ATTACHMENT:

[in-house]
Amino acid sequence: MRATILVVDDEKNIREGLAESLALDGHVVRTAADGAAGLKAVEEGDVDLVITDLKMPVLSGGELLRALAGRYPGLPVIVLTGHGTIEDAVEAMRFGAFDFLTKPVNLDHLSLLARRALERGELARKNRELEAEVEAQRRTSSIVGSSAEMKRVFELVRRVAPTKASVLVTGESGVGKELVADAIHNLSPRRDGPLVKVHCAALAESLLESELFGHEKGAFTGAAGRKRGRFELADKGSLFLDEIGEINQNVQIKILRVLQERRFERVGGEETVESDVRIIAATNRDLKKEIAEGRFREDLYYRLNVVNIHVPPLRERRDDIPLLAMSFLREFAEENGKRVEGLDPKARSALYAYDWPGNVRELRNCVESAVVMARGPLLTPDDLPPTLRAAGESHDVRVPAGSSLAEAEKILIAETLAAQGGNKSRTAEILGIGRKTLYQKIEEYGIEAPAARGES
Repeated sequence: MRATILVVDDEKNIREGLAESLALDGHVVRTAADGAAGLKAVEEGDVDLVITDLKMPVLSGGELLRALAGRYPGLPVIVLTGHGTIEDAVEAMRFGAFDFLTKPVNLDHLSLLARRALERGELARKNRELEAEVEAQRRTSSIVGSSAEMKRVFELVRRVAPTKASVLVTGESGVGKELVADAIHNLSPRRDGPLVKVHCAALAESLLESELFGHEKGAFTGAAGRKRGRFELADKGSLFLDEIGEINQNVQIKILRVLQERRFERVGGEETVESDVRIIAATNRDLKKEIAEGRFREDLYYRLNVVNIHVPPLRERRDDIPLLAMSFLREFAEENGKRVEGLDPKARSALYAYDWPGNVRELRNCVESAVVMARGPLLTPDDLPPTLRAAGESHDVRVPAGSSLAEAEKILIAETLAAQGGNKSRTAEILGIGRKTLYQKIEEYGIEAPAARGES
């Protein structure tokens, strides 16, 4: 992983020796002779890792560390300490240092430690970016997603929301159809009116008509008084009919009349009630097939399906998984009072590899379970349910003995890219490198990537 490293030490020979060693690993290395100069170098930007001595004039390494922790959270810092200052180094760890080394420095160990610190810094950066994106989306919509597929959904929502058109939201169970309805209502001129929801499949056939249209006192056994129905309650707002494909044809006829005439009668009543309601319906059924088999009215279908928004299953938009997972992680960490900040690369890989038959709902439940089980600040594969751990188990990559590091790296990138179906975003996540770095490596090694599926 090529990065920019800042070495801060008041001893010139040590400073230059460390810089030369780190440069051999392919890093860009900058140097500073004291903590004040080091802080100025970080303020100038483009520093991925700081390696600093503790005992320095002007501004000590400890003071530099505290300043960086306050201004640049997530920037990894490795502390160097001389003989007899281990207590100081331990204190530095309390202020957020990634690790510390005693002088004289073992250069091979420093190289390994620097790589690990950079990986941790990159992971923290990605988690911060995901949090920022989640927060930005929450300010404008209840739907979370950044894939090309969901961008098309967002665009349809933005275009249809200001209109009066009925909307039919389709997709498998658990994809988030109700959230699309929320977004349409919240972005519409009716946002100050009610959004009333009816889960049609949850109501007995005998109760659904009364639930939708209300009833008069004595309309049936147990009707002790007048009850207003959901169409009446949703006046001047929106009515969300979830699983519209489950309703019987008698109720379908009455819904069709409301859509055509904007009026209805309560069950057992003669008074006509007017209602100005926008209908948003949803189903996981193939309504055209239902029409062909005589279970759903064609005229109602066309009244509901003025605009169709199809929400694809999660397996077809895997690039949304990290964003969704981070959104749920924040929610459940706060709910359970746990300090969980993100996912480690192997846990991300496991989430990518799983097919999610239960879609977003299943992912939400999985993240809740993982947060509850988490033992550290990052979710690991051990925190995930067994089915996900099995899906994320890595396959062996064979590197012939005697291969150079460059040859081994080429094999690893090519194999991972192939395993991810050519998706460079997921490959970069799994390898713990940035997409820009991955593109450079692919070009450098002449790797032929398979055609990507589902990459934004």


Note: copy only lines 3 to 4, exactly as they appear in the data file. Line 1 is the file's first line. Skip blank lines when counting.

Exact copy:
Repeated sequence: MRATILVVDDEKNIREGLAESLALDGHVVRTAADGAAGLKAVEEGDVDLVITDLKMPVLSGGELLRALAGRYPGLPVIVLTGHGTIEDAVEAMRFGAFDFLTKPVNLDHLSLLARRALERGELARKNRELEAEVEAQRRTSSIVGSSAEMKRVFELVRRVAPTKASVLVTGESGVGKELVADAIHNLSPRRDGPLVKVHCAALAESLLESELFGHEKGAFTGAAGRKRGRFELADKGSLFLDEIGEINQNVQIKILRVLQERRFERVGGEETVESDVRIIAATNRDLKKEIAEGRFREDLYYRLNVVNIHVPPLRERRDDIPLLAMSFLREFAEENGKRVEGLDPKARSALYAYDWPGNVRELRNCVESAVVMARGPLLTPDDLPPTLRAAGESHDVRVPAGSSLAEAEKILIAETLAAQGGNKSRTAEILGIGRKTLYQKIEEYGIEAPAARGES
């Protein structure tokens, strides 16, 4: 992983020796002779890792560390300490240092430690970016997603929301159809009116008509008084009919009349009630097939399906998984009072590899379970349910003995890219490198990537 490293030490020979060693690993290395100069170098930007001595004039390494922790959270810092200052180094760890080394420095160990610190810094950066994106989306919509597929959904929502058109939201169970309805209502001129929801499949056939249209006192056994129905309650707002494909044809006829005439009668009543309601319906059924088999009215279908928004299953938009997972992680960490900040690369890989038959709902439940089980600040594969751990188990990559590091790296990138179906975003996540770095490596090694599926 090529990065920019800042070495801060008041001893010139040590400073230059460390810089030369780190440069051999392919890093860009900058140097500073004291903590004040080091802080100025970080303020100038483009520093991925700081390696600093503790005992320095002007501004000590400890003071530099505290300043960086306050201004640049997530920037990894490795502390160097001389003989007899281990207590100081331990204190530095309390202020957020990634690790510390005693002088004289073992250069091979420093190289390994620097790589690990950079990986941790990159992971923290990605988690911060995901949090920022989640927060930005929450300010404008209840739907979370950044894939090309969901961008098309967002665009349809933005275009249809200001209109009066009925909307039919389709997709498998658990994809988030109700959230699309929320977004349409919240972005519409009716946002100050009610959004009333009816889960049609949850109501007995005998109760659904009364639930939708209300009833008069004595309309049936147990009707002790007048009850207003959901169409009446949703006046001047929106009515969300979830699983519209489950309703019987008698109720379908009455819904069709409301859509055509904007009026209805309560069950057992003669008074006509007017209602100005926008209908948003949803189903996981193939309504055209239902029409062909005589279970759903064609005229109602066309009244509901003025605009169709199809929400694809999660397996077809895997690039949304990290964003969704981070959104749920924040929610459940706060709910359970746990300090969980993100996912480690192997846990991300496991989430990518799983097919999610239960879609977003299943992912939400999985993240809740993982947060509850988490033992550290990052979710690991051990925190995930067994089915996900099995899906994320890595396959062996064979590197012939005697291969150079460059040859081994080429094999690893090519194999991972192939395993991810050519998706460079997921490959970069799994390898713990940035997409820009991955593109450079692919070009450098002449790797032929398979055609990507589902990459934004």